Calamares is a Linux system installer (and some day, a FreeBSD system installer, but that is a long way off) which is distro- and desktop-independent. OpenSUSE Krypton is a live CD and installer for the latest-and-greatest .. but it already has an installer, so why try Calamares on it?
Well, sometimes it’s just to show that a derivative could be made (there is one, called GeckoLinux), or to experiment with tools and configurations.
Calamares has a script called
deploycala.py, which like every gaping huge security hole is expected to be downloaded from the Calamares site, then run. It is recommended to only use this in a VM, with a live CD / ISO image running. What the script does is install a basic dev environment for Calamares, install up-to-date dependencies, and then it builds and installs Calamares. That then gives you a way to experiment, installing with Calamares from an already-set-up live CD.
The deploy script supports many different package managers and host systems, so it’s just a matter of running
python3 deploycala.py -n to get started (and then wait for a while as packages are installed, Calamares is cloned, and then built). Calamares builds with no issues on Krypton (at least today, when I tried it).
Calamares in Krypton (Qt 5.11)
Having built Calamares, there’s a few bits I notice:
Calamares in Manjaro (Qt 5.10)
- Esperanto isn’t supported in Qt applications (neither in Krypton, nor in Manjaro, nor in anything else I tested); QLocale has a constructor that takes an enum value specifying the language, but for a bunch of languages in that enum, it then creates a “C” locale. This is documented with the wriggly description “… if found in the database …”, but is rather unsatisfying.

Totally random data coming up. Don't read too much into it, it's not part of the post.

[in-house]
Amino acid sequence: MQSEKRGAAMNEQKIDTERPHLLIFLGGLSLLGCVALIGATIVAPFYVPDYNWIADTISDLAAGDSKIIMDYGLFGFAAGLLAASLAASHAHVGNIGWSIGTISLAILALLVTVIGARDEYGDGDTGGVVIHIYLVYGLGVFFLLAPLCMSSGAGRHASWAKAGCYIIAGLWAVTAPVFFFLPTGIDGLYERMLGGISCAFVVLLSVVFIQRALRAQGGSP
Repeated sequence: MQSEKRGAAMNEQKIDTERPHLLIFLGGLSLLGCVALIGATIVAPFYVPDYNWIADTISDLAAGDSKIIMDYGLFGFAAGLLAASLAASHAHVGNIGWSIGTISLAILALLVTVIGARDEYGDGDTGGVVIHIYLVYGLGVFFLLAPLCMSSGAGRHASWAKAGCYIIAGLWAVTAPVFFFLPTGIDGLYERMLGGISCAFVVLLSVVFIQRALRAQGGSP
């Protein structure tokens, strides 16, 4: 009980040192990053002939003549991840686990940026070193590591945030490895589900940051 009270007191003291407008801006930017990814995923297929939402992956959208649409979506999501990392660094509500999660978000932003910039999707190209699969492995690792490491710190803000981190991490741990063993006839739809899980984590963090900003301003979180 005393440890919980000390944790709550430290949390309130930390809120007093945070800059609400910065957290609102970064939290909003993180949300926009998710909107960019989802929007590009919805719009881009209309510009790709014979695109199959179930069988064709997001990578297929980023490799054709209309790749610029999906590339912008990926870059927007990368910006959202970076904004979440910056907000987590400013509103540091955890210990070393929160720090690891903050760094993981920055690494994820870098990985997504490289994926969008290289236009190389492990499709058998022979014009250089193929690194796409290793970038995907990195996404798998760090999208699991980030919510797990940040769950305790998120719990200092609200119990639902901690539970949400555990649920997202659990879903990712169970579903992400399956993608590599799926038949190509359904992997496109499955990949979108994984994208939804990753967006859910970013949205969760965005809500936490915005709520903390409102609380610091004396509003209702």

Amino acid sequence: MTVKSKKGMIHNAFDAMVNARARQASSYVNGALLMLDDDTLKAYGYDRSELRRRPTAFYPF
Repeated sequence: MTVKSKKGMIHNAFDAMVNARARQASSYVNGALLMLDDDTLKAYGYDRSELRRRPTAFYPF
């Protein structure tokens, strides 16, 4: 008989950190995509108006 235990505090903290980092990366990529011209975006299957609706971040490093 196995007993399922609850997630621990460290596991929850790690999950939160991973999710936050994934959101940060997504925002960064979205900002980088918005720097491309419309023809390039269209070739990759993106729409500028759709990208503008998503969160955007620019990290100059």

- Manjaro (Qt 5.10) does a better job of displaying Indic scripts than OpenSUSE Krypton (Qt 5.11), although this might be an artifact of installing updated packages into the live system.
- The keyboard-layout picker displays no keycaps. It also doesn’t provide any useful debugging output. This is probably a combination of missing packages in the live system, and Calamares not providing enough useful feedback when the live image isn’t quite right. The latter, I can fix.
So, by briefly switching distro’s today, I’ve found one bug of my own, and one configuration thing for myself to document. And then from this not-using-Calamares distro, I can move on to another one.